Why Does My Cat Attack Me? [How To Calm an Aggressive Feline]

Why Does My Cat Attack Me? [How To Calm an Aggressive Feline]
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Cats can be pretty crazy sometimes, but that's part of why we love them so much! If they are attacking you often (or if they've hurt your feelings), you might be wondering, "why does my cat attack me?" Most cats attack their owners as a natural part of their play, but what if something more serious is going on? Does your cat hate you? Or are they just having a bad day?


Soon you'll worry no more because this article is here to save the day! You'll learn why cats attack people, how to identify if your cat is play attacking, and even some methods for stopping your cat from attacking you. If you're worried about an aggressive cat or curious why your cat won't stop attacking your hands, read on for all the answers!



Why Does My Cat Attack Me?

If you're wondering why your cat is attacking you, it's important to keep in mind that there are many possible reasons for it. Many of these reasons come from normal feline behavior. With the right approach, these types of behaviors are often correctable.


But, if your cat's aggression is related to a medical condition, there may be cause for some concern. To give you an idea of why your cat might be getting feisty with you, here are nine reasons they may be showing some aggression.



grey kitty biting owners hand



Over-Excited Kittens & Cats

Young cats direct their high levels of energy into physical contact and activities. An over-excited cat might express this as play aggression by attacking you or chasing you around. Many cats are high-energy animals, and behaviors that seem aggressive are not uncommon ways that cats express their energy. Pet parents might not understand this behavior at first, but keep in mind that your cat attacks might be their attempt at having some fun!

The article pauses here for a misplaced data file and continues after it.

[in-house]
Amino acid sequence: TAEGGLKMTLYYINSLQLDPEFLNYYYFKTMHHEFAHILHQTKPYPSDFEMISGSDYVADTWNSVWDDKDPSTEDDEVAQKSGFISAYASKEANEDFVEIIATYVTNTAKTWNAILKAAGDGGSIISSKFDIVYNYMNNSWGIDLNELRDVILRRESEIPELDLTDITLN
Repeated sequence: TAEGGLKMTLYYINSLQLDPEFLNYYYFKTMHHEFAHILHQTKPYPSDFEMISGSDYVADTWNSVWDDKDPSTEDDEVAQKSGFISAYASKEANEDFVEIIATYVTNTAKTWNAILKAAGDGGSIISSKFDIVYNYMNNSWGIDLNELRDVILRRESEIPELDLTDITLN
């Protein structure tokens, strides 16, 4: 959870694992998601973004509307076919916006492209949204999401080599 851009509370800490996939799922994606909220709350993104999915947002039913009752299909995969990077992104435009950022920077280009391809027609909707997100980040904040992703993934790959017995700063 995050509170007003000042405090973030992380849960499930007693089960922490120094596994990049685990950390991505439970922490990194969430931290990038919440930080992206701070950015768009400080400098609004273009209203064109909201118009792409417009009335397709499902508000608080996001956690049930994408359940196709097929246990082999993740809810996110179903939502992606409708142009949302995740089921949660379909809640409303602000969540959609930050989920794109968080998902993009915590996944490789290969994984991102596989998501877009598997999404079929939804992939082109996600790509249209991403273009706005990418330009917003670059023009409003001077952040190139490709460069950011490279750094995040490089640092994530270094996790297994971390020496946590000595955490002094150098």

Seeking Attention

Cats proudly carry their iconic reputation as solitary, sometimes snarky animals. Admittedly their attitude is a big part of their appeal (who doesn't love a good grumpy cat?). But you might be surprised to hear that cats can be quite needy! They'll express this in many creative ways (my cat likes to chew paper!) that can range from knocking cups over to seemingly aggressive behavior. It is not out of the ordinary for a cat craving attention to chase its owner, play attack their hands and feet, or generally act up.


Fearful Cats

A fearful cat might attack or become aggressive based on what they feel is self-defense. Self-defensive aggression will often result from a cat feeling trapped or under threat. But many other things can trigger a cat's fear, like the introduction to a new cat, loud noise, or a visitor. If your cat feels that they do not have an easy escape in these situations, they may become fearful and aggressive.


Redirected Aggression

Redirected aggression happens when your cat is stimulated by something. This could be from another animal, person, or even a loud sound that your cat cannot physically interact with. The resulting behavior is directing this energy towards people and things that your cat can reach, such as you and the other things in your cat's immediate environment. We've all had times where we've walked in on a tense situation, only to catch the heat ourselves just by being there, and this situation is not so different! Cats do not do this to be malicious, but it can be difficult for them to hold back when excited.


Natural Predatorial & Dominant Instincts

Cats are natural predators adapted to hunting and trapping their prey. Nature has cats hardwired to have natural levels of territorial aggression. This makes them want to hold dominance over their living space. While these qualities do not give your cat free rein to act as they please, being aware of these instincts is important in being fair to your kitty and understanding their behavior. Cats will often express their predatory instincts around the house by play attacking, chasing, or stalking toys and people! So if you see your cat hunched low with its tail wagging high, beware of a potential ambush!